House (2010) Japan
House Image Cover
Additional Images
Director:Nobuhiko Obayashi
Studio:Criterion Collection
Writer:Chiho Katsura, Chigumi Ôbayashi
Date Added:2013-08-13
Picture Format:Academy Ratio
Aspect Ratio:1.33:1
Sound:PCM 1.0
Nobuhiko Obayashi  ...  (Director)
Chiho Katsura, Chigumi Ôbayashi  ...  (Writer)
Kimiko Ikegami  ...  
Kumiko Ohba  ...  
Yoko Minamida  ...  
Summary: Infamous Japanese whatsit "House" is the ultimate 1970s artifact. The animated opening recalls "The Rocky Horror Picture Show", while former ad man Nobuhiko Obayashi extends the anything-goes impression through freeze frames, painted backdrops, and old-timey flashbacks. He starts by introducing schoolgirls Fantasy (Kumiko Ohba) and Gorgeous (Kimiko Ikegami) to groovy "H.R. Pufnstuf"-style music. Then Gorgeous's widowed father presents his new bride, Ryôko (Haruko Wanibuchi), who enters like Joan Crawford in a flowing white gown. Afterward, Gorgeous invites Fantasy, Melody, Kung Fu, Prof, Sweet, and Mac to her aunt's house for the summer. Little does she know that Ryôko plans to crash the party.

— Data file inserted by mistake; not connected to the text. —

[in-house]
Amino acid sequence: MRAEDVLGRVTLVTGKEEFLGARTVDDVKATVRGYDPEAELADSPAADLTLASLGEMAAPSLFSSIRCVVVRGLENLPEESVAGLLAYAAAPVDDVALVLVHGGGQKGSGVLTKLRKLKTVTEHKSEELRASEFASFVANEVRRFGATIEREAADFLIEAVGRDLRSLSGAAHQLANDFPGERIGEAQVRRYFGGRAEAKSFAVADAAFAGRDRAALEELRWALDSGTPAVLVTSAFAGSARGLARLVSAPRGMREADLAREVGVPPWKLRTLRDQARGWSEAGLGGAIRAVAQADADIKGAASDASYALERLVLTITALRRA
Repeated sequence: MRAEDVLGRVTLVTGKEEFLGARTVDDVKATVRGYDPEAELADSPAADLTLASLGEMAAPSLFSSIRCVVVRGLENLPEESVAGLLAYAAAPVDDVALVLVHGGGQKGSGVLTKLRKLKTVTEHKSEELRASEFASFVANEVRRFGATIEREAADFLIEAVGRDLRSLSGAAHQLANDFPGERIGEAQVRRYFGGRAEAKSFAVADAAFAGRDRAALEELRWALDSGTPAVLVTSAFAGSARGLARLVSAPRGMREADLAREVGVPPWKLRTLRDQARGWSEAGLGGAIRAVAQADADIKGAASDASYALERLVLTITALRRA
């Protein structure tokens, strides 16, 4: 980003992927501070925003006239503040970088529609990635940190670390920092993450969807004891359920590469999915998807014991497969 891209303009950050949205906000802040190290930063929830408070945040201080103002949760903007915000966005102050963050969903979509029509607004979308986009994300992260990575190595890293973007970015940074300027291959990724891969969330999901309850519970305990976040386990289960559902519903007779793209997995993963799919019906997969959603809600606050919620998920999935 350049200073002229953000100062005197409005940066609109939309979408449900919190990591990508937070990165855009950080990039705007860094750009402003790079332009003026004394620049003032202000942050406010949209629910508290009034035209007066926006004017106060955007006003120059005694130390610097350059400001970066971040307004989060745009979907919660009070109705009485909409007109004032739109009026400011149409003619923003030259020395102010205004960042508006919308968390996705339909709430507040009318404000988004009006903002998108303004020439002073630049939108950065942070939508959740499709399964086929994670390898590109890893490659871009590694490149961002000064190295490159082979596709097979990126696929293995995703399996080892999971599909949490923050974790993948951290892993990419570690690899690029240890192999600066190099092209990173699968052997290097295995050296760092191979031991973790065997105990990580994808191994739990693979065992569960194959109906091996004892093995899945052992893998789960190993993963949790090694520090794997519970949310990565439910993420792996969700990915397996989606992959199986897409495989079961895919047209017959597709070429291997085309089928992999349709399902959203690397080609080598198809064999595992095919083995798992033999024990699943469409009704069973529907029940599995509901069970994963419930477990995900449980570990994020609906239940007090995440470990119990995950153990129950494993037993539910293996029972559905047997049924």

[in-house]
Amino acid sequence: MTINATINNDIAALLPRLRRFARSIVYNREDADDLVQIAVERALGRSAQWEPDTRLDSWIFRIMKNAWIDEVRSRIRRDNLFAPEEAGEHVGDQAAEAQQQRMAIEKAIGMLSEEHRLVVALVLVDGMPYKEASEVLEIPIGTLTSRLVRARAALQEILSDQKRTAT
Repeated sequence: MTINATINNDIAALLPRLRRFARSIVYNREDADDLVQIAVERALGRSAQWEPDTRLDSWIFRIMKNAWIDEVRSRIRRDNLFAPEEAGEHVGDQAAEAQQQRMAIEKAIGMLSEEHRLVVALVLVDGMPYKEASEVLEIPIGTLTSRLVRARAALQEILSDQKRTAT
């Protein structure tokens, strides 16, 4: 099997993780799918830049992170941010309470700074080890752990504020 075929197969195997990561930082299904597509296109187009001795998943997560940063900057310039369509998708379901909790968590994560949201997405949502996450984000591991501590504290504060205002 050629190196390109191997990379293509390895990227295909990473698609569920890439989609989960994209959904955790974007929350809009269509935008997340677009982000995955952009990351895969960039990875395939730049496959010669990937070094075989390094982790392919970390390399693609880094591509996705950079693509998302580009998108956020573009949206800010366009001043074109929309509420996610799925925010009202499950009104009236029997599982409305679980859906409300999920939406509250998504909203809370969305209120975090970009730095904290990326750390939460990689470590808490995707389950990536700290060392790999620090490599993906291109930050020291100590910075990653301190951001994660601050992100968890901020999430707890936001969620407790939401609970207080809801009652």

While they gather at the train station, the film slips into slapstick "Monkees" territory: a shoemaker croons as Fantasy's crush object, Mr. Tôgô (Kiyohiko Ozaki), trips over Gorgeous's green-eyed cat, Blanche. The girls make it to the country without incident, but the moment they arrive at the cobweb-covered estate, freaky things start happening: Auntie (Yôko Minamida) and Blanche, for instance, have met before. The ladies delight in the weirdness, enjoying a meal and exploring the grounds, but then Mac disappears. Auntie and Blanche, meanwhile, find novel ways to entertain themselves. Soon, mirrors are cracking, mattresses are flying, blood is flowing, and a piano goes berserk. There's only so much the girls can do, so they pin their hopes on Tôgô--and his sideburns--to set things right.
"House" arrives for the first time in the United States with a testimonial from "House of the Devil" director Ti West, who declares it "one of the most original films I've ever seen"; "Emotion", an experimental short; and a featurette in which Obayashi credits his daughter, Chigumi, for several plot points. Fans of "Carrie", "Suspiria", "The Evil Dead", and "Pee-Wee's Playhouse": meet your new cinematic obsession. "--Kathleen C. Fennessy"